The erectile dysfunction drug Cialis has generated a profit less than two years after its U.S. launch. Lilly Icos, the joint venture of...

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The erectile dysfunction drug Cialis has generated a profit less than two years after its U.S. launch.

Lilly Icos, the joint venture of Eli Lilly and Bothell biotech company Icos that markets Cialis, posted a third-quarter profit of $19.8 million yesterday on rising sales of the drug and declining marketing and sales costs.

“We reached the stage that we dreamed about: having a blockbuster product come to market and then driving it towards profits,” said Icos Chairman Paul Clark. “It sure does feel good to see that come to fruition.”

Profits were below some analysts’ expectations as overall growth in erectile-dysfunction prescriptions was lackluster.

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Cialis continued to increase its market share, however, with sales of $195.1 million for the three months ended Sept. 30, up 27 percent from the same period a year ago, when the joint venture lost $21.4 million.

Total expenses were down $8 million, or 5.3 percent, for the quarter, and will continue to fall in 2006, Clark said.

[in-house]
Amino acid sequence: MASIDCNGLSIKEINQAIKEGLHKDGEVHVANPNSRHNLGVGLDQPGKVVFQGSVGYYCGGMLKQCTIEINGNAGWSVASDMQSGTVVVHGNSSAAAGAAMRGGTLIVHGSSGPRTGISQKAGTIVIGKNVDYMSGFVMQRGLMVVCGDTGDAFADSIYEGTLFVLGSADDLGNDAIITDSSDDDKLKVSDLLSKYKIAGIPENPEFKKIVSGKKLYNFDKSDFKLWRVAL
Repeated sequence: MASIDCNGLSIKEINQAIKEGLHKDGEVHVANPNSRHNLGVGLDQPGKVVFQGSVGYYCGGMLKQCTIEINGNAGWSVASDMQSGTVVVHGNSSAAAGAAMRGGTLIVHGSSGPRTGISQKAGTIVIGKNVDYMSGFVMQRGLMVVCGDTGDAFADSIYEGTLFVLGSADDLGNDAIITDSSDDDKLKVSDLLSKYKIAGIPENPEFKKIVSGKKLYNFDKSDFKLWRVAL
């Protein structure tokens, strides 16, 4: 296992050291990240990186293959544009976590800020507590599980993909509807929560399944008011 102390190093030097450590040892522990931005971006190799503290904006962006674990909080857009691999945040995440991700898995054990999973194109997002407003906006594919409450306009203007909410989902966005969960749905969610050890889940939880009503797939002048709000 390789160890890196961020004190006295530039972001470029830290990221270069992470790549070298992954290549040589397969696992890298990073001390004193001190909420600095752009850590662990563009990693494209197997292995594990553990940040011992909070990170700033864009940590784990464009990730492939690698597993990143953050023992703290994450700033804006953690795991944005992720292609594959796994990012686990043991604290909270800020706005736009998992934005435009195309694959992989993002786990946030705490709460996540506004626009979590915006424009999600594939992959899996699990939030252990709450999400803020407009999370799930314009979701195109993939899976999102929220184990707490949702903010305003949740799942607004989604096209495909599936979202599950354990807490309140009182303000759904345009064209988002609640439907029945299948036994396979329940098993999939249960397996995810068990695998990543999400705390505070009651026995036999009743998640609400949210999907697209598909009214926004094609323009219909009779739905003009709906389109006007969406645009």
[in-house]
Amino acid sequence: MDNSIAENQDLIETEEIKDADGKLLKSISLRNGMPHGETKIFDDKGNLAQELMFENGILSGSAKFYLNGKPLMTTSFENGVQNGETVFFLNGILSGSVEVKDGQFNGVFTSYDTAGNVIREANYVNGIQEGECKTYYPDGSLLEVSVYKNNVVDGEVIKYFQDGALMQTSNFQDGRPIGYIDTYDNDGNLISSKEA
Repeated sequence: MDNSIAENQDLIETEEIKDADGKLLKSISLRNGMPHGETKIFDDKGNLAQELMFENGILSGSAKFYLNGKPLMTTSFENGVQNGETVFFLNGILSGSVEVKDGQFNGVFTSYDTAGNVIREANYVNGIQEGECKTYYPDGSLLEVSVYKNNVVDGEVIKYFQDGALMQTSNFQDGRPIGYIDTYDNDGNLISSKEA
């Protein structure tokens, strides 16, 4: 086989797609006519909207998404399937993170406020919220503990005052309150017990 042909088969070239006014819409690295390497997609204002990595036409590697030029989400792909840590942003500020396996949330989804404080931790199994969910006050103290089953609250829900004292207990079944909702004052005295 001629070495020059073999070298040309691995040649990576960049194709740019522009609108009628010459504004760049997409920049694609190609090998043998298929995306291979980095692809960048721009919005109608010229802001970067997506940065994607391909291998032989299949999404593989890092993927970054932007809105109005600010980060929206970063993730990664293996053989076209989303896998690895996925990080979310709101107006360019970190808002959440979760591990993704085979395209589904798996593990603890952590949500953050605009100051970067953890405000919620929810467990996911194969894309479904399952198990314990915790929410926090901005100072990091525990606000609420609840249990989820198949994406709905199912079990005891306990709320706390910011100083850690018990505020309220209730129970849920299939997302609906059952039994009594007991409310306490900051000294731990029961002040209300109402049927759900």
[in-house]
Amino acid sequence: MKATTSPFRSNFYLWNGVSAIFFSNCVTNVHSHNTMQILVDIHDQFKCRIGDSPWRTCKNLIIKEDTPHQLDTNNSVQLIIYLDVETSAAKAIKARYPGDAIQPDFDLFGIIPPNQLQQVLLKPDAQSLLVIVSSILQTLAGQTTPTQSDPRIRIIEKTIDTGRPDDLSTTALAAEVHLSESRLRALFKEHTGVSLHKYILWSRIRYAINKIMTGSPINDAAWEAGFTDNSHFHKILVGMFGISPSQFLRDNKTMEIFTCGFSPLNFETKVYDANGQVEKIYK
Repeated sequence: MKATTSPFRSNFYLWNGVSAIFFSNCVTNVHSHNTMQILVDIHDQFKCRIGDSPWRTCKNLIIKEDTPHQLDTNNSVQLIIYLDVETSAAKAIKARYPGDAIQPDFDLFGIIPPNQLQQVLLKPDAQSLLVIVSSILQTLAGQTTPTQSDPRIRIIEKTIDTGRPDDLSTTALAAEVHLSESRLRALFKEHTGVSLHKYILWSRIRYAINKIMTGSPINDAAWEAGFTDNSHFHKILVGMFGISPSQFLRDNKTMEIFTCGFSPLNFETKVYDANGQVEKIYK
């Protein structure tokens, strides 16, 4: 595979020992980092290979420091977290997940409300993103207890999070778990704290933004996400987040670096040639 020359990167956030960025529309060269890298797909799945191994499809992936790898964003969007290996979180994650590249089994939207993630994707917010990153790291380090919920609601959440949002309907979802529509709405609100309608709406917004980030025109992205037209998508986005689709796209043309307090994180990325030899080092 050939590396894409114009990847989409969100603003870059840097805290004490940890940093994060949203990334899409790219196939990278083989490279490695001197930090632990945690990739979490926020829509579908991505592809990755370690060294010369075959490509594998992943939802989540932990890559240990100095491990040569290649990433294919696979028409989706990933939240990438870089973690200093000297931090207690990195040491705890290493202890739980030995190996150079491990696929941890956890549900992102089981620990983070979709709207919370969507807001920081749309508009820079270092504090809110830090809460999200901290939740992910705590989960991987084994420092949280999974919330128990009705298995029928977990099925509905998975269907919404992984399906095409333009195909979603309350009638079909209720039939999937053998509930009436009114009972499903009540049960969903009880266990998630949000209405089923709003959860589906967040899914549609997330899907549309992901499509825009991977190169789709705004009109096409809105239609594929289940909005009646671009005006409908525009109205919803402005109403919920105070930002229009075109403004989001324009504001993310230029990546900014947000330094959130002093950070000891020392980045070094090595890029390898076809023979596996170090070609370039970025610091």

“There’s a tremendous expense in getting the rocket off the launching pad when it’s a new product … especially competing against a very formidable, entrenched competitor like Viagra,” he said.

Now, there’s less need for television advertising to reach consumers and detailed discussions to educate prescribing physicians, he said.

Profitability for the joint venture also moves Icos one step closer to the black. Icos splits revenues and expenses with Lilly from Cialis sales in North America and Europe. It receives a 20 percent royalty on sales in the rest of the world.

Icos shares traded as high as $28.34 yesterday morning before finishing at $27.27, a 0.6 percent dip. The company reports its third-quarter results Nov. 3. Analysts are not expecting profits until the first half of next year.

Indianapolis-based Eli Lilly posted a third-quarter profit yesterday of $794.4 million, up 5.2 percent from a year ago, on $3.6 billion in revenue.

Also yesterday, consumer-advocacy group Public Citizen petitioned the government to add a “black-box” warning to the labels of erectile-dysfunction drugs because a small fraction of users have suffered vision loss or blindness.

“That particular group files petitions on a lot of things,” Clark said, adding that the Food and Drug Administration has said it’s impossible to know if the vision problems were related to taking the pills.

In July, the FDA added a lesser warning to the drugs’ labels.

Material from The Associated Press is included in this report.